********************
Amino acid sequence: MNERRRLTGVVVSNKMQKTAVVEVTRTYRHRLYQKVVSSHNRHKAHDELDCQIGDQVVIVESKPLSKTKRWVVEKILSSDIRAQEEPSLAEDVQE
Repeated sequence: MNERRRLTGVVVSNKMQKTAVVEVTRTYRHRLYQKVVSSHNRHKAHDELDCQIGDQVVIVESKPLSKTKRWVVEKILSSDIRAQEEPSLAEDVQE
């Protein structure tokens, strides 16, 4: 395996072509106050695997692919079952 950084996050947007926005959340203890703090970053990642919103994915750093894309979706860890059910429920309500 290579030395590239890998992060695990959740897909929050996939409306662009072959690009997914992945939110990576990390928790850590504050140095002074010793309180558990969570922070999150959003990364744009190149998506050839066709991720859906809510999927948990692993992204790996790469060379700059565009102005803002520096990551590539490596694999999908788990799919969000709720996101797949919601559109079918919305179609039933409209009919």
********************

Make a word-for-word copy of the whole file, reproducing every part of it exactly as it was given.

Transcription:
Amino acid sequence: MNERRRLTGVVVSNKMQKTAVVEVTRTYRHRLYQKVVSSHNRHKAHDELDCQIGDQVVIVESKPLSKTKRWVVEKILSSDIRAQEEPSLAEDVQE
Repeated sequence: MNERRRLTGVVVSNKMQKTAVVEVTRTYRHRLYQKVVSSHNRHKAHDELDCQIGDQVVIVESKPLSKTKRWVVEKILSSDIRAQEEPSLAEDVQE
């Protein structure tokens, strides 16, 4: 395996072509106050695997692919079952 950084996050947007926005959340203890703090970053990642919103994915750093894309979706860890059910429920309500 290579030395590239890998992060695990959740897909929050996939409306662009072959690009997914992945939110990576990390928790850590504050140095002074010793309180558990969570922070999150959003990364744009190149998506050839066709991720859906809510999927948990692993992204790996790469060379700059565009102005803002520096990551590539490596694999999908788990799919969000709720996101797949919601559109079918919305179609039933409209009919």